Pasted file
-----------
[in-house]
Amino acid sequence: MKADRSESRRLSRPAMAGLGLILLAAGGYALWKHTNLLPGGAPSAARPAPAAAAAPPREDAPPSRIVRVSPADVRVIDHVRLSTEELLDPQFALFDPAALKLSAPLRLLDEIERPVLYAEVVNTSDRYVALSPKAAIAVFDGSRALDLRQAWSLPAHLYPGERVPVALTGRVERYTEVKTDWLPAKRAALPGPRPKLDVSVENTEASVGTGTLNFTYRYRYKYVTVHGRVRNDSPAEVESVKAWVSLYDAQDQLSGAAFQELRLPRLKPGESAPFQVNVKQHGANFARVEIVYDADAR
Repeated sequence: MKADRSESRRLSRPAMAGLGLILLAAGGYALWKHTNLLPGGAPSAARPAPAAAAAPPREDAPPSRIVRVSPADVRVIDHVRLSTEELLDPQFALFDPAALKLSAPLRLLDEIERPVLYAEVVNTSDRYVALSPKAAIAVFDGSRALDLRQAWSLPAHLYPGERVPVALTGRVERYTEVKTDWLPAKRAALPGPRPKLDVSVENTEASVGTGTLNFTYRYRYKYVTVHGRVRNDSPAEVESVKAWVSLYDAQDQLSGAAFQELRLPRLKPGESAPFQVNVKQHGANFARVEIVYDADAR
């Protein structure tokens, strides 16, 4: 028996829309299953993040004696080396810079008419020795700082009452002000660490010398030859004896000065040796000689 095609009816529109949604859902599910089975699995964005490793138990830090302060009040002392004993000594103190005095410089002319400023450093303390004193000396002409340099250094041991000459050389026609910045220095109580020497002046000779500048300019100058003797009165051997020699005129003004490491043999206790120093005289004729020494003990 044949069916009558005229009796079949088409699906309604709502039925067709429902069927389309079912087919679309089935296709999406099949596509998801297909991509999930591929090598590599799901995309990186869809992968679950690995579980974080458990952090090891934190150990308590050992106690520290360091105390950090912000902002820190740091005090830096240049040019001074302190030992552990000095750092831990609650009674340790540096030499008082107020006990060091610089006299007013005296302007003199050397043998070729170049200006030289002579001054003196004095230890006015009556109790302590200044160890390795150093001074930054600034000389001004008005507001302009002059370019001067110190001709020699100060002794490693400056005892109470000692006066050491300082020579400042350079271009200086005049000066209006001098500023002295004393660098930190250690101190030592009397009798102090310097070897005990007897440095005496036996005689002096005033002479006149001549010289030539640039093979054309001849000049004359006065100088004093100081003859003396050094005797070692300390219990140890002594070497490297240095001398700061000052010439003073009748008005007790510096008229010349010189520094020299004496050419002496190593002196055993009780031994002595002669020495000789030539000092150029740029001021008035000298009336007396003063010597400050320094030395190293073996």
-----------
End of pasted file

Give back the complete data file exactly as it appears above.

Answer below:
[in-house]
Amino acid sequence: MKADRSESRRLSRPAMAGLGLILLAAGGYALWKHTNLLPGGAPSAARPAPAAAAAPPREDAPPSRIVRVSPADVRVIDHVRLSTEELLDPQFALFDPAALKLSAPLRLLDEIERPVLYAEVVNTSDRYVALSPKAAIAVFDGSRALDLRQAWSLPAHLYPGERVPVALTGRVERYTEVKTDWLPAKRAALPGPRPKLDVSVENTEASVGTGTLNFTYRYRYKYVTVHGRVRNDSPAEVESVKAWVSLYDAQDQLSGAAFQELRLPRLKPGESAPFQVNVKQHGANFARVEIVYDADAR
Repeated sequence: MKADRSESRRLSRPAMAGLGLILLAAGGYALWKHTNLLPGGAPSAARPAPAAAAAPPREDAPPSRIVRVSPADVRVIDHVRLSTEELLDPQFALFDPAALKLSAPLRLLDEIERPVLYAEVVNTSDRYVALSPKAAIAVFDGSRALDLRQAWSLPAHLYPGERVPVALTGRVERYTEVKTDWLPAKRAALPGPRPKLDVSVENTEASVGTGTLNFTYRYRYKYVTVHGRVRNDSPAEVESVKAWVSLYDAQDQLSGAAFQELRLPRLKPGESAPFQVNVKQHGANFARVEIVYDADAR
């Protein structure tokens, strides 16, 4: 028996829309299953993040004696080396810079008419020795700082009452002000660490010398030859004896000065040796000689 095609009816529109949604859902599910089975699995964005490793138990830090302060009040002392004993000594103190005095410089002319400023450093303390004193000396002409340099250094041991000459050389026609910045220095109580020497002046000779500048300019100058003797009165051997020699005129003004490491043999206790120093005289004729020494003990 044949069916009558005229009796079949088409699906309604709502039925067709429902069927389309079912087919679309089935296709999406099949596509998801297909991509999930591929090598590599799901995309990186869809992968679950690995579980974080458990952090090891934190150990308590050992106690520290360091105390950090912000902002820190740091005090830096240049040019001074302190030992552990000095750092831990609650009674340790540096030499008082107020006990060091610089006299007013005296302007003199050397043998070729170049200006030289002579001054003196004095230890006015009556109790302590200044160890390795150093001074930054600034000389001004008005507001302009002059370019001067110190001709020699100060002794490693400056005892109470000692006066050491300082020579400042350079271009200086005049000066209006001098500023002295004393660098930190250690101190030592009397009798102090310097070897005990007897440095005496036996005689002096005033002479006149001549010289030539640039093979054309001849000049004359006065100088004093100081003859003396050094005797070692300390219990140890002594070497490297240095001398700061000052010439003073009748008005007790510096008229010349010189520094020299004496050419002496190593002196055993009780031994002595002669020495000789030539000092150029740029001021008035000298009336007396003063010597400050320094030395190293073996």